SEOUL, Feb. 17 (Yonhap) — With or without Apple, Hyundai Motor Group is in full gear to transform itself from a traditional automaker to a mobility provider.

After having been in the media spotlight as a potential partner for Apple’s car project, Hyundai Motor Co. and its affiliate Kia Corp. said last week they were not in talks with the U.S. tech giant for its autonomous vehicle. It is not clear whether the discussions ended or were put on hold for now.

Working with Apple would have accelerated Hyundai-Kia’s development of their electric and autonomous vehicle plans, but the world’s fifth-largest automotive group is already busy with its own road map to become a “smart mobility solution provider.”

The transition is driven by Hyundai Motor Group Chairman Chung Euisun, who has focused on new growth drivers in various areas, including electric vehicles (EVs), fuel cell electric vehicles (FCEVs), robotics and flying cars.

In a town hall meeting in 2019, Chung said cars will generate half of the automotive group’s sales in the future, while urban air mobility (UAM) and robotics will account for 30 percent and 20 percent, respectively.

To get closer to the goal, Hyundai said it plans to invest 60.1 trillion won (US$55.5 billion) by 2025 to develop future mobility technology.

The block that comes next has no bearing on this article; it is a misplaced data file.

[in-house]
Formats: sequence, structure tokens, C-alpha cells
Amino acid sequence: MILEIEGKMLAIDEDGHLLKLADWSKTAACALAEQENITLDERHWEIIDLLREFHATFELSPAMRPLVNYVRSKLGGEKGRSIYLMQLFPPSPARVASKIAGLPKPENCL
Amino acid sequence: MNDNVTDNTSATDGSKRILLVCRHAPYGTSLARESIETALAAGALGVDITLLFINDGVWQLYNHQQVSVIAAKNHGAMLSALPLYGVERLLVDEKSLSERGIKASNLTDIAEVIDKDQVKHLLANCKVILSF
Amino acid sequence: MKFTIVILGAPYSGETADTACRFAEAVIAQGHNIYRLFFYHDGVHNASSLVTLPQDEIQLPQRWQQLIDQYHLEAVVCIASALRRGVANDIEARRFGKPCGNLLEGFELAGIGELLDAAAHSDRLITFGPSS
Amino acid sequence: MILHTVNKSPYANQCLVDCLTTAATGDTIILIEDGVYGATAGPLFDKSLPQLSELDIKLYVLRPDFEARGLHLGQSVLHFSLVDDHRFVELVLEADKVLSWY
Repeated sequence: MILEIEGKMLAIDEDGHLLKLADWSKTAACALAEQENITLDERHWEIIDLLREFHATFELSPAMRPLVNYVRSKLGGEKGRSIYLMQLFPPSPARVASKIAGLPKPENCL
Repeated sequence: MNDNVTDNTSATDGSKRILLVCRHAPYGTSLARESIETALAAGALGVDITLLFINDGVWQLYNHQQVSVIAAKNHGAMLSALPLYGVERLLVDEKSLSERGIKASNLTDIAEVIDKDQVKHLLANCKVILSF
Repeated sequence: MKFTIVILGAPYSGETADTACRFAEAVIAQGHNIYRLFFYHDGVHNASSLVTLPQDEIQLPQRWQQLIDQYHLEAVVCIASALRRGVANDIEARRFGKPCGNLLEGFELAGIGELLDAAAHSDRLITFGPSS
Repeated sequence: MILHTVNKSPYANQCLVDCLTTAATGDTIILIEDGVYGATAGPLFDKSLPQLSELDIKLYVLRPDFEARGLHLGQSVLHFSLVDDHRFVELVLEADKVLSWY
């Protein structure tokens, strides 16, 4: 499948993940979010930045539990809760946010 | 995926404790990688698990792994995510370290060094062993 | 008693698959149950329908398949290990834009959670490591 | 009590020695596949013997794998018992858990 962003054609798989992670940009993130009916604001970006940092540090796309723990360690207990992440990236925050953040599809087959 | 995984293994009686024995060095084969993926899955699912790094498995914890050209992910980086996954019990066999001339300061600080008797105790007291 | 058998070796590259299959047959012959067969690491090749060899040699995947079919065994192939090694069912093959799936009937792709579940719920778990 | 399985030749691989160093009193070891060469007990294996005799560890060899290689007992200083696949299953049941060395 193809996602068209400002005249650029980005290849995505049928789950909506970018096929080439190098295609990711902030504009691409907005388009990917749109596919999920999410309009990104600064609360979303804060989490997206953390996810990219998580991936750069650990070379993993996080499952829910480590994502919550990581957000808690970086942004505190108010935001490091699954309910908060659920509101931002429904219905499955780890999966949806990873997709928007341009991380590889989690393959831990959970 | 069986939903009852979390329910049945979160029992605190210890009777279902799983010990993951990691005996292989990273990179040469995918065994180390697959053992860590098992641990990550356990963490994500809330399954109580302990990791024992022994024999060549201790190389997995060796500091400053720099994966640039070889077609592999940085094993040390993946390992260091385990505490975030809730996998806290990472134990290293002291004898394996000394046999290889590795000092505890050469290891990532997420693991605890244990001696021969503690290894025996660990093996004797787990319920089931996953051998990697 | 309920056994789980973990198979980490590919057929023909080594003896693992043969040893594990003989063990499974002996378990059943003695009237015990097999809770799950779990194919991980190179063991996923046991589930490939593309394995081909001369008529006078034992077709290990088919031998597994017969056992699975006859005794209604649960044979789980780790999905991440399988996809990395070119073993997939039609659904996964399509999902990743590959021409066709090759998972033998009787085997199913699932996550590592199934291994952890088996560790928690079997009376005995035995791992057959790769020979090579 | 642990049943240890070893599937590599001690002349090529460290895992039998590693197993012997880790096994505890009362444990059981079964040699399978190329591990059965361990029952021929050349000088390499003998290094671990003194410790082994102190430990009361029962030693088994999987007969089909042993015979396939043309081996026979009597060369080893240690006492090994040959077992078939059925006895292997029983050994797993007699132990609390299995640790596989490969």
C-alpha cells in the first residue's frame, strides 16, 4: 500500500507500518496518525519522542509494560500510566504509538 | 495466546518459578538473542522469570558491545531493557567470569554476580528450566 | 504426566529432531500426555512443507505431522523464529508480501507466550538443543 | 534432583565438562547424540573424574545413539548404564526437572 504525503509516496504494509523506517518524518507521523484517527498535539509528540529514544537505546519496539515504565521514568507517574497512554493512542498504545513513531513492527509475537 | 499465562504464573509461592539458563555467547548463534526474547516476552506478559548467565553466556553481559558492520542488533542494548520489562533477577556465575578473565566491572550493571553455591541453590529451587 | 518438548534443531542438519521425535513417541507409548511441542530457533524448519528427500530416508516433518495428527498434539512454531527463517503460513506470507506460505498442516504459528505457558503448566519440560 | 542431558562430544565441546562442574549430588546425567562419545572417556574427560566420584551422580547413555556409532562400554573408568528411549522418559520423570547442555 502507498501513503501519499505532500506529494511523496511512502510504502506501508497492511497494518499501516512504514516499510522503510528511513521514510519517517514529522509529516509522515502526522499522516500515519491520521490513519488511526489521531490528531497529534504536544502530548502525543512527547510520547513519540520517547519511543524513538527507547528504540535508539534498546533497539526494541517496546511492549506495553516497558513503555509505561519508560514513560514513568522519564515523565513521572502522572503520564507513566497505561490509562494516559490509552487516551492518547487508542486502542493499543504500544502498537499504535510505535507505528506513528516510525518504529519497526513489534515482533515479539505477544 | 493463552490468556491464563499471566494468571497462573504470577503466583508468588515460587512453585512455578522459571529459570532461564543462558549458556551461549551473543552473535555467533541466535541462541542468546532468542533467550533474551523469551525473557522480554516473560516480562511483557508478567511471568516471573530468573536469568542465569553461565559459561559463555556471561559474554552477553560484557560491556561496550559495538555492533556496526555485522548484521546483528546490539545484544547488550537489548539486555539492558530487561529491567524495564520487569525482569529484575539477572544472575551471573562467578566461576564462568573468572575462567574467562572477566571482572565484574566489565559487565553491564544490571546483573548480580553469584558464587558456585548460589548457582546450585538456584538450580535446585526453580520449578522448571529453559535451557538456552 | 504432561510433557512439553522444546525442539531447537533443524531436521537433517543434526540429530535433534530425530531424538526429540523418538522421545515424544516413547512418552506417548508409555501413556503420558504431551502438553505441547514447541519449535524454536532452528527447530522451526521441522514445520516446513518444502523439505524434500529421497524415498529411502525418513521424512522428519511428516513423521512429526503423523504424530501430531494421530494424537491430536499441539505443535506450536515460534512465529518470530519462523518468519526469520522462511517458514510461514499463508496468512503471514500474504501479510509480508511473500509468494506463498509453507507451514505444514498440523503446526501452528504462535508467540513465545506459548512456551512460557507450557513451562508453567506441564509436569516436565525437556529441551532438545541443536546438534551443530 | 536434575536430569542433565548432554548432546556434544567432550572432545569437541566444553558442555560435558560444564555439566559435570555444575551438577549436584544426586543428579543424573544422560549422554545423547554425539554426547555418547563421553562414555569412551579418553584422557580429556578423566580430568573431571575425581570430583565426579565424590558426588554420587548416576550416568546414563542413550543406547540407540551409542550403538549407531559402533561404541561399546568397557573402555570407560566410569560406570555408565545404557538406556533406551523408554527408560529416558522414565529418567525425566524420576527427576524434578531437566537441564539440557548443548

In addition to EVs and FCEVs already on the road, South Korea’s leading automaker has been partnering with major industry players to develop self-driving technology, flying cars and even four-legged walking vehicles.’

This photo, provided by Hyundai Motor Co. on Jan. 13, 2021, shows a teaser of the carmaker’s IONIQ 5, its first all-electric model. (PHOTO NOT FOR SALE) (Yonhap)

Hyundai said it will stop selling internal combustion engine cars in major markets, including the United States, Europe and China, after 2040 in line with tighter environmental regulations.

Instead, the automaker aims to have up to a 10 percent share of the global EV market by the time.

The first big test will be its all-electric model, IONIQ 5, which will hit the European market next month.

The new EV model assembled on its dedicated platform comes with a battery that enables driving over 500 kilometers on a single charge and ultra-fast charging to 80 percent capacity within 18 minutes.

IONIQ has a flat passenger floor and more interior space than the internal combustion engine models as it was designed to be electric from the start, the company said.

“IONIQ 5 is a statement of design that offers an optimistic look at what customers can expect in the new EV era,” Senior Vice President Lee Sang-yup in charge of the Hyundai Global Design Center said. “The long wheelbase is translated to a new dimension of space.”

Hyundai’s independent Genesis brand also plans to launch an all-electric model this year and will eventually fill its lineup with zero-emission models in the future.

FCEVs powered by hydrogen is another segment Hyundai is pouring money into to capture a bigger share of the eco-friendly vehicle market.

Hyundai, the world’s largest FCEV maker, said Tuesday it will team up with local steelmaker POSCO to explore overseas hydrogen-related business opportunities.

The maker of the NEXO SUV and XCIENT truck said it aims produce 500,000 hydrogen vehicles and 700,000 hydrogen fuel-cell systems by 2030.

Robotics is another growth driver being explored by the automaker, which recently acquired a controlling stake in U.S. robot maker Boston Dynamics.

Last week, Hyundai rolled out a new version of its four-legged “walking car” concept that it first unveiled in 2019.’